Leaders’ message to Congress: The U.S. Army is on the mend
Army leaders painted a mostly upbeat picture as they testified at a recent hearing before the Senate Armed Services Committee.
The hearing focused on the $182 billion budget request for fiscal 2019.
“The Army’s readiness across its formations is improving and, if called upon today, I am confident we would prevail in any conflict,” said Secretary of the Army Mark T. Esper.
Army Chief of Staff Gen. Mark A. Milley shared Esper’s opinion that the Army is getting stronger. “In short, we have a better Army today than we had just a short time ago,” he said. The 2018 budget “was significant,” Milley said.
Adding, “It has a tremendous impact on the future readiness and the current readiness of our Army and impact on morale of the force.
“What these monies have done is stopped a steep decline. It stopped the bleeding of the Army, and we are on the mend.”
However, along with the positive news came a familiar refrain from the leaders, “Fiscal uncertainty has done a great deal to erode our readiness and hamper our ability to modernize,” Esper said.
Milley said the Army needs consistent and predictable funding to continue to improve.
“You are not going to dig out of a 10-year trough in two years,” he said.
At the hearing, Esper told the lawmakers that people, values and alliances were the top priorities. Specifically, taking care of soldiers, civilians and families topped his list.
Recommitment to Army Values and the Warrior Ethos was second.
Strengthening relationships with allies and partners came third, according to his April 12 statement.
In a joint statement, Milley and Esper said, “The Army is committed to taking care of our soldiers, civilians, and their families by maintaining opportunities for promotions and schooling, providing attractive career options, and continuing quality of life programs.
“We ensure the well-being of our people through world-class medical services, quality facilities to live and work, and child care and youth services.
“New civilian hiring initiatives for spouses promise to accelerate work opportunities on Army installations, while other reforms may allow them to sustain careers by reducing the frequency of moves.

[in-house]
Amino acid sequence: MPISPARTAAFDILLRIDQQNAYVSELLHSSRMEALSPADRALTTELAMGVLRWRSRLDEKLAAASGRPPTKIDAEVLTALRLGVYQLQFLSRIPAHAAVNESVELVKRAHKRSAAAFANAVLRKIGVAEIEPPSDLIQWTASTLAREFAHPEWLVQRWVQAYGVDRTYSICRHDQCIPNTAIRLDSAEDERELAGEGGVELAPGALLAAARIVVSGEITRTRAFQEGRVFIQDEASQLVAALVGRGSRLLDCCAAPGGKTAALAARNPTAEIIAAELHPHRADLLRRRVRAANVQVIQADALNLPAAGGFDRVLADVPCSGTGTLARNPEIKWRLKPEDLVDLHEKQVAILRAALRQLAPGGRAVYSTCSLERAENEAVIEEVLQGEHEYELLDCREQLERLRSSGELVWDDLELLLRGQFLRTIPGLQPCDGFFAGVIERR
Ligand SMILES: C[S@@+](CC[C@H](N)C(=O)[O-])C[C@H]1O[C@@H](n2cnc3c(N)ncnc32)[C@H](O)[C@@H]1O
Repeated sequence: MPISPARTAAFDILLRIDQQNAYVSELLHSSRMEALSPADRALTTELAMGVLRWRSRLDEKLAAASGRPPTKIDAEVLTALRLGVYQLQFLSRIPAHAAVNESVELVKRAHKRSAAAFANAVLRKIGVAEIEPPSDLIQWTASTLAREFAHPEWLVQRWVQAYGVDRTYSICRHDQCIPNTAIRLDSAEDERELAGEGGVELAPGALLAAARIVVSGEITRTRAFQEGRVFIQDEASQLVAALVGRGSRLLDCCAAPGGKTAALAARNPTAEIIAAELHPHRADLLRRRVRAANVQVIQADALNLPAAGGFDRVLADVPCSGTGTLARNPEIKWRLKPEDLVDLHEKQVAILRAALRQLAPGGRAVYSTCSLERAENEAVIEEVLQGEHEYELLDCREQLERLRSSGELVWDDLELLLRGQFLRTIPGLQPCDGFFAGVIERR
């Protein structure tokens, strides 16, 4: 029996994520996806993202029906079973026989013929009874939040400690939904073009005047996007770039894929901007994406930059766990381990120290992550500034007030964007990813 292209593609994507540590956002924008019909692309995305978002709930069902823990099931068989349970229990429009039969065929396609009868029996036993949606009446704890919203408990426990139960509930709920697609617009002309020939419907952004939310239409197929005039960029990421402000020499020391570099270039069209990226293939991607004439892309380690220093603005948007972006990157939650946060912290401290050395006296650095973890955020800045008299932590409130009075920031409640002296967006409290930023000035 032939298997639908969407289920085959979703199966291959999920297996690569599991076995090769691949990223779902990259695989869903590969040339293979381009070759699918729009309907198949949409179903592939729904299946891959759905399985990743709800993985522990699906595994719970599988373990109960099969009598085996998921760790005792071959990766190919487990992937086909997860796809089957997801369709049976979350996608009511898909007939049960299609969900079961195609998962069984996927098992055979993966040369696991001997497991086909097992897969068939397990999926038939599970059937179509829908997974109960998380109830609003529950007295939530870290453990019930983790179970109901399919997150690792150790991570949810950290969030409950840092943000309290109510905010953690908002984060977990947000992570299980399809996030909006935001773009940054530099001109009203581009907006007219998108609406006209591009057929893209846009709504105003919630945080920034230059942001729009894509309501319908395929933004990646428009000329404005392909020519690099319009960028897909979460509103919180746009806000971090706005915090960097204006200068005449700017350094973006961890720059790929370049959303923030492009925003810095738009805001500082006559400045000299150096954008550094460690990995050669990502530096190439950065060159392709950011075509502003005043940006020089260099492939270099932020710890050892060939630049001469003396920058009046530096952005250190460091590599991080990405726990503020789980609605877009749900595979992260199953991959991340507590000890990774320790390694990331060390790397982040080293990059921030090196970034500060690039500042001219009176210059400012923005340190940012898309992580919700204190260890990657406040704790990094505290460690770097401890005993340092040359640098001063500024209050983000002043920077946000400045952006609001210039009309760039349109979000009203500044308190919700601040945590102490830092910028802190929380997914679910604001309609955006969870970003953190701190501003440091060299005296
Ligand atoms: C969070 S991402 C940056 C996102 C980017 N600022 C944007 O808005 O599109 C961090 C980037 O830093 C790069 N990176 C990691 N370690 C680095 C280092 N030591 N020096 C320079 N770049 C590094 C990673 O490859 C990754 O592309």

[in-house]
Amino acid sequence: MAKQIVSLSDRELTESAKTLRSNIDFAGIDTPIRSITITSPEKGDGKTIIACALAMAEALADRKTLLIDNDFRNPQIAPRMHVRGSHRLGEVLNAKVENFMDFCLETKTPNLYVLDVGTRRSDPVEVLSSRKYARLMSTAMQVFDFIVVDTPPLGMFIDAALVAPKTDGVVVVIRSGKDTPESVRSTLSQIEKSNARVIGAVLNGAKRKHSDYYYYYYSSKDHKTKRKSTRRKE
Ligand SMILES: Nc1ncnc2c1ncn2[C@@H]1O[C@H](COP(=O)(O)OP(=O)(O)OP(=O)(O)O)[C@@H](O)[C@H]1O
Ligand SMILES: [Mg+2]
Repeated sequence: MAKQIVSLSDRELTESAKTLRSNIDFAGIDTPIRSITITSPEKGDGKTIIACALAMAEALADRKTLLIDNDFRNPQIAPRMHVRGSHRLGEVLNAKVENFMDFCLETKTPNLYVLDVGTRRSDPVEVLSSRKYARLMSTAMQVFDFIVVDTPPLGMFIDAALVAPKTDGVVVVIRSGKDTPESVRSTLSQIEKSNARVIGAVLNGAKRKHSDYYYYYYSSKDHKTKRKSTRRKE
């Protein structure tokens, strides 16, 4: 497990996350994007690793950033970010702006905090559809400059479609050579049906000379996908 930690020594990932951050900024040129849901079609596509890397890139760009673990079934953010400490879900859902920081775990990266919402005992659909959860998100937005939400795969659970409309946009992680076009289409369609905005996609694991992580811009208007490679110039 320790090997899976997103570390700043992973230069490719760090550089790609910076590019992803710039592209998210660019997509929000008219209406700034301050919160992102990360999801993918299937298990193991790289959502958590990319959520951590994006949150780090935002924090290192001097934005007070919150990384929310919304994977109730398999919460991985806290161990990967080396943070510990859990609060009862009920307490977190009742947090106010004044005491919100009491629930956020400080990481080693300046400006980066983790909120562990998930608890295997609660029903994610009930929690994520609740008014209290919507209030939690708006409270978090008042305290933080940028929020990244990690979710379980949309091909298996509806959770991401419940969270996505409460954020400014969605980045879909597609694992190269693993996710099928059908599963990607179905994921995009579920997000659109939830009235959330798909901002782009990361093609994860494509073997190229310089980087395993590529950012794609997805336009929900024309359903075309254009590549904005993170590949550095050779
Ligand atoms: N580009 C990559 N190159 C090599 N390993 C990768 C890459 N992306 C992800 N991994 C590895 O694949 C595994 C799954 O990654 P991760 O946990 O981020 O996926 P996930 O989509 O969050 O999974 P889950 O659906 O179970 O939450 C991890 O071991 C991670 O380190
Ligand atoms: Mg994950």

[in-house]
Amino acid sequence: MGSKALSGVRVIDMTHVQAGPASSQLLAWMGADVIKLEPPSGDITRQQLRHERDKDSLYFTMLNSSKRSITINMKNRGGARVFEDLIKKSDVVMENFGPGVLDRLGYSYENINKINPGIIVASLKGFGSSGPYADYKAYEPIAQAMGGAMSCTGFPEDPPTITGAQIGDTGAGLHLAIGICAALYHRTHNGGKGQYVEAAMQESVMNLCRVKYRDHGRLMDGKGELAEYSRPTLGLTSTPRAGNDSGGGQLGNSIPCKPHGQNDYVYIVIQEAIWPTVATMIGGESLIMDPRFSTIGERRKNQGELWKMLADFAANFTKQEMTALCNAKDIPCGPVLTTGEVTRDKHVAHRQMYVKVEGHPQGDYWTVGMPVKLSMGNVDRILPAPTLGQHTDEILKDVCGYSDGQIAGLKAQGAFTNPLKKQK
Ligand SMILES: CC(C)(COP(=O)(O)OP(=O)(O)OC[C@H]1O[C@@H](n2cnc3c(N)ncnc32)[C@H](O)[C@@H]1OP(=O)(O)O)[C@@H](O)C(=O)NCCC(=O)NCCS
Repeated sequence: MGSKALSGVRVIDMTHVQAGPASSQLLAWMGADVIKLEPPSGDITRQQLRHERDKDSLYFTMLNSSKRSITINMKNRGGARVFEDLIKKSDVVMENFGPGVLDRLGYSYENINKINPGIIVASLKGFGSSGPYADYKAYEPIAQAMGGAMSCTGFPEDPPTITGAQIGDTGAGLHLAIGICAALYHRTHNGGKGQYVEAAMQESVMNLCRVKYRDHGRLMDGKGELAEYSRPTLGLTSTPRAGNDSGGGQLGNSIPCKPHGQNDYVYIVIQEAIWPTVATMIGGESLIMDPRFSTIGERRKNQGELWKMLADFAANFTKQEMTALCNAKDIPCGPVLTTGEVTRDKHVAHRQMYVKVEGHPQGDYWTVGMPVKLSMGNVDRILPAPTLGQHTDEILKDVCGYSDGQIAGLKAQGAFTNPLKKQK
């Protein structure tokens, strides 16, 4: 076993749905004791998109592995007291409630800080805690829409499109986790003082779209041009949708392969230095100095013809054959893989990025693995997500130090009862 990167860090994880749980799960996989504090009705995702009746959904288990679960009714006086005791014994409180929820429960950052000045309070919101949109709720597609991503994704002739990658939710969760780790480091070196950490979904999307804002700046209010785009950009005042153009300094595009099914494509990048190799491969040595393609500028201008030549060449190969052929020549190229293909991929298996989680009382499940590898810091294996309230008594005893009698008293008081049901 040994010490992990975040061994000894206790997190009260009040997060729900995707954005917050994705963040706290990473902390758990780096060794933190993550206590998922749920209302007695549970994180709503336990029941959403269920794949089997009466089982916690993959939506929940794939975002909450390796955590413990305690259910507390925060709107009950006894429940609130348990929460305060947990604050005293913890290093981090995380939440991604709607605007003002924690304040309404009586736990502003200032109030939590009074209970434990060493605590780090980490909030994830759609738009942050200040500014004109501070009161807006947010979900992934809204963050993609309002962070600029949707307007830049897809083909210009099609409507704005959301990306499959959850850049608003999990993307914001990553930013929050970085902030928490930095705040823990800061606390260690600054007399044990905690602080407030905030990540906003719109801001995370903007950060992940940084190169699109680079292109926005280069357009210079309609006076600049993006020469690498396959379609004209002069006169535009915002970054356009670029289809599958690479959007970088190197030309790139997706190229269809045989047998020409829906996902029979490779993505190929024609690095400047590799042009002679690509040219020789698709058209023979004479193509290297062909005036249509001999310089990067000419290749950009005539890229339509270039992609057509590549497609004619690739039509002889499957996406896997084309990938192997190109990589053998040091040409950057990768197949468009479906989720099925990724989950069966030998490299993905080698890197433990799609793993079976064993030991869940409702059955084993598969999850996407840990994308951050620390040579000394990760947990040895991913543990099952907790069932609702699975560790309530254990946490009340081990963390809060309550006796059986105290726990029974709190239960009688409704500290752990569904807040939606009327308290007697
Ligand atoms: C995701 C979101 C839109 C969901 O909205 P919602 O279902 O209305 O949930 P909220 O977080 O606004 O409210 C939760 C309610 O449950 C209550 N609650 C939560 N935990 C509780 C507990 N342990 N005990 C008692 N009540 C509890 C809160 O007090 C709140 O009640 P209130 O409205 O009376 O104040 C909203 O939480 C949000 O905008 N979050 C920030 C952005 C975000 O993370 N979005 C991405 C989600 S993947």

“The cumulative effect of these programs is to increase retention through increased satisfaction with Army life,” they said.
House authorization panel releases fiscal 2019 ‘views and estimates’ letter. The chairman and ranking member of the House Armed Services Committee released the details of their recently submitted “views and estimates” letter to the House Budget Committee.
The letter, authored by committee chairman Mac Thornberry, R-Texas, and ranking member Adam Smith, D-Wash., urged the Budget Committee to adhere to Congress’ two-year spending deal on defense, provide the Pentagon with timely funding and emphasized their intent to focus on “restoring readiness shortfalls.”
The letter said, “Supporting the funding levels for current and future requirements will be necessary to recover readiness shortfalls, and this support should be specifically identified in the upcoming budget resolution.”
The letter also outlined gaps across aviation, ground and naval forces, as well as unmet needs for munitions, facilities maintenance and space capabilities and also mentioned Defense Secretary Jim Mattis’ testimony that the effects of budget caps are worsened by multiple stopgap funding patches.
One area singled out for attention in the letter was the Survivor Benefit Plan/Dependency and Indemnity Compensation (SBP/DIC).
Dependency and Indemnity Compensation (DIC) is a benefit paid out by the Department of Veterans Affairs to a surviving spouse and dependent children if a member dies of a service connected cause.
The Survivor Benefit Plan (SBP), a form of insurance provided by the Department of Defense to military retirees, does not require service-connected death or disability for survivors to receive payments.
This includes deaths while on active duty and after retirement if the cause of death is due to an injury or disease contracted while the member was on active duty. However, Congress expanded the coverage to the survivors of individuals who die while on active duty, effective September 10, 2001.
Under these provisions, the surviving spouses of active duty personnel who die are provided an annuity, but do not contribute any payments to receive that annuity. If the survivor of a military retiree is also eligible for and receives DIC, the SBP payment is reduced dollar for dollar by the DIC amount.
As the letter notes, the committee, whenever possible, has attempted to bridge the gap by creating payments known as the Special Survivor Indemnity Allowance (SSIA).
“While this was a major achievement, this was only done internally by significantly increasing TRICARE pharmacy co-pays through FY 2026. This source of mandatory spending is unavailable to our committee for any future adjustments,” the committee leaders wrote.
Adding, “Repeal of the offset is currently estimated to cost approximately $8 billion in mandatory spending over the next 10 years. As you are aware, we have no flexibility to generate this amount of savings within the mandatory allocation of funds for National Defense, so we would like to work with you to increase direct spending levels for the committee to resolve this issue.”
The letter was released as the Armed Services Committee announced it will begin consideration of the fiscal 2019 Defense Authorization Bill with its full committee markup set for May 9.